"At a time when painting was declared dead in some circles, Parrino developed necrophiliac affection for the genre's corpse." (E. Scharrer, "Steven Parrino: Musee D'Art Moderne et Contemporain," ArtForum, September 2006).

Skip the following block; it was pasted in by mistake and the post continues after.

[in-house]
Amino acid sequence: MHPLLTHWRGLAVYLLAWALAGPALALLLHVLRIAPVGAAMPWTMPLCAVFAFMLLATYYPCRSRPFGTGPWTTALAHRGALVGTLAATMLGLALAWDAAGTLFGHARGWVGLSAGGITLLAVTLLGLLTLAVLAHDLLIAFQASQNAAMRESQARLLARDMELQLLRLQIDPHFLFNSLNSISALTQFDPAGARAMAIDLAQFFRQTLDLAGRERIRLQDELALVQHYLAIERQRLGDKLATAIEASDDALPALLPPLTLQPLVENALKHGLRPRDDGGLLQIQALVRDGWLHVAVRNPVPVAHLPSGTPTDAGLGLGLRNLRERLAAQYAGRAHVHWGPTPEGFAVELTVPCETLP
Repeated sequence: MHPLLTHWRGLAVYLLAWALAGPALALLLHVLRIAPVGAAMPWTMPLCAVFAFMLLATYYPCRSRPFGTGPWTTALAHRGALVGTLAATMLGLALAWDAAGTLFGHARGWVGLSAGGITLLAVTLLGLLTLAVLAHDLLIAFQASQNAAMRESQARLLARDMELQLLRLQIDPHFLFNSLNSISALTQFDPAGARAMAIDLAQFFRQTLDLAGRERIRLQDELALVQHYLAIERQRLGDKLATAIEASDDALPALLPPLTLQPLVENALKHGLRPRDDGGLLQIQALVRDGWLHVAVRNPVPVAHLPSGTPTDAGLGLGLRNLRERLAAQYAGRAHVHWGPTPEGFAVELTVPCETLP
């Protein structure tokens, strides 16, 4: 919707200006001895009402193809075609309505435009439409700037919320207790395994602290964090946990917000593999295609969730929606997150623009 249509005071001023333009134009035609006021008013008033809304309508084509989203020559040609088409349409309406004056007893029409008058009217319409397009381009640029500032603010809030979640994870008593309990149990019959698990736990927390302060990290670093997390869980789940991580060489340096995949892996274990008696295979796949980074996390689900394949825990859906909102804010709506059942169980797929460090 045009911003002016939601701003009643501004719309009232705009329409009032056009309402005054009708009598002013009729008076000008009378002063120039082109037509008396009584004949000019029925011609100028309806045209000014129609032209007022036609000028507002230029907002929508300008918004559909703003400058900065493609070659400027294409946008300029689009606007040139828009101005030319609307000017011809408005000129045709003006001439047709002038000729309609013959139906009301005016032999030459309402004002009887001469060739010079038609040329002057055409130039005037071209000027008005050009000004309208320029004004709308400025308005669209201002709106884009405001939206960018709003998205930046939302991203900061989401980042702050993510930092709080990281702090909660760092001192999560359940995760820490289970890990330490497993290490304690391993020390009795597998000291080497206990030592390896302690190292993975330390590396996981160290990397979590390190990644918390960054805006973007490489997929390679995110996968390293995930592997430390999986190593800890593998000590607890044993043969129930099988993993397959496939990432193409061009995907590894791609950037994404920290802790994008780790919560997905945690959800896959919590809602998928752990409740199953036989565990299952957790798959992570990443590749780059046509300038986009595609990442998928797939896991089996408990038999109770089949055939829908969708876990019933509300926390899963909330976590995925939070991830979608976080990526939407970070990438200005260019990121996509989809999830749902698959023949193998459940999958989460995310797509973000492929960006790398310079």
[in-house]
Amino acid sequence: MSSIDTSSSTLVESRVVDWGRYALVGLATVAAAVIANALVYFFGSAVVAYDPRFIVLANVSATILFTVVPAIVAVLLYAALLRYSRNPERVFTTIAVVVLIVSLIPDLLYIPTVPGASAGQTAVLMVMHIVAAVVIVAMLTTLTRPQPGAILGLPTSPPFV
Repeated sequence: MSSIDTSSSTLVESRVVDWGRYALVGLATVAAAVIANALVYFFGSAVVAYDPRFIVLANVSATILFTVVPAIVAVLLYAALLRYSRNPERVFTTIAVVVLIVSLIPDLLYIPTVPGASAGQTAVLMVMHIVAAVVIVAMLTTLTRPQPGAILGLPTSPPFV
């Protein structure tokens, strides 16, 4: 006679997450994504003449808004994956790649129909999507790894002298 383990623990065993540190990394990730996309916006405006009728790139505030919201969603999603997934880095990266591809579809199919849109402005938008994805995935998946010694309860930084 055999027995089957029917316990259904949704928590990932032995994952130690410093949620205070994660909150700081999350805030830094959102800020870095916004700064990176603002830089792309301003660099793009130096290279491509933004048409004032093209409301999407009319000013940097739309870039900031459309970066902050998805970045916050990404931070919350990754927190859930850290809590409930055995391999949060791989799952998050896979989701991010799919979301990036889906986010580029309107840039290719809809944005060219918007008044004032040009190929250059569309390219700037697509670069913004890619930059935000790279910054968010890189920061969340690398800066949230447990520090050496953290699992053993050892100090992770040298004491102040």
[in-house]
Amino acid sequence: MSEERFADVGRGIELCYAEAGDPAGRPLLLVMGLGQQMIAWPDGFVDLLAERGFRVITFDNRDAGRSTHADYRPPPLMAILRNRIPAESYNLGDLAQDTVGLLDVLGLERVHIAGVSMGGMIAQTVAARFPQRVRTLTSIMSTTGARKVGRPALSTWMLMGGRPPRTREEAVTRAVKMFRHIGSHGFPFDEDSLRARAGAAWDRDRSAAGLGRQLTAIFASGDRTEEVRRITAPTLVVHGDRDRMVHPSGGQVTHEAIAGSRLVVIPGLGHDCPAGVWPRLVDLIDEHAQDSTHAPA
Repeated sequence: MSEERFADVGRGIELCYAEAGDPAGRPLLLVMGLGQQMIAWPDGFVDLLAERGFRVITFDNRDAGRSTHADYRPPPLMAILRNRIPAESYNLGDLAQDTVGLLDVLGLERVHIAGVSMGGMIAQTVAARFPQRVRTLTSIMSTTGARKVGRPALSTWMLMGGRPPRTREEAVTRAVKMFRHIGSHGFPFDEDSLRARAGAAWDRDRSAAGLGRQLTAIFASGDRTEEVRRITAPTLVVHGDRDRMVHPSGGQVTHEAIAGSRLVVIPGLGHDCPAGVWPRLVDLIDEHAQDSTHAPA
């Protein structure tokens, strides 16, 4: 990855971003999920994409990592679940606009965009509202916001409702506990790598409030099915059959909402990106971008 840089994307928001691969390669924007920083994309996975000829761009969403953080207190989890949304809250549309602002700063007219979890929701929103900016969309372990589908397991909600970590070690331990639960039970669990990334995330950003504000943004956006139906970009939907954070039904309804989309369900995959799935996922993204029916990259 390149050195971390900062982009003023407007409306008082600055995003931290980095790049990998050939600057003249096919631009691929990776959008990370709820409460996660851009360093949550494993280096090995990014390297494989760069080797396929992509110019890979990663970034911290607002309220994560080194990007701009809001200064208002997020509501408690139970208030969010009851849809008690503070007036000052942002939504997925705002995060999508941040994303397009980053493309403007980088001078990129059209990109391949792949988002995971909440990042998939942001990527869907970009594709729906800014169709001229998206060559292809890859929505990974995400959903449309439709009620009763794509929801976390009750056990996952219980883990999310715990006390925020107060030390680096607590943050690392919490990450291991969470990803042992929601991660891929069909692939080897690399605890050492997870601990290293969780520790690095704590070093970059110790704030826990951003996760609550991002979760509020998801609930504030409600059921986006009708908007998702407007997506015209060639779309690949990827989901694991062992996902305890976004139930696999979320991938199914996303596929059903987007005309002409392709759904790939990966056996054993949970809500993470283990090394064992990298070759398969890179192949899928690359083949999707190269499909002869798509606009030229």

Parrino's process, the act of re-envisioning the figure-ground relationship and indeed the whole grand arc of painting is an act of calculated violence. The artist works by never destroying, only desperately trying to see what lies beyond that first realized plane of canvas. We see it in the subject work as real recognition of process, taking the paint out of the formal and realized temporal context and rotating it into a more modern space and sensibility. In his work, out of time can be construed to also mean timeless. Parrino hacks apart these paintings to then present to us the jumbled ecstatic result. "By thus violating his painting surfaces, Parrino adds a conceptual twist to the purity of the monochrome, infusing the work with a sensual suggestiveness." (S. Harris, "Steven Parrino at John Gibson," Art in America, April 1995). This love of painting and of the formal discovery is apparent when you consider the subject work.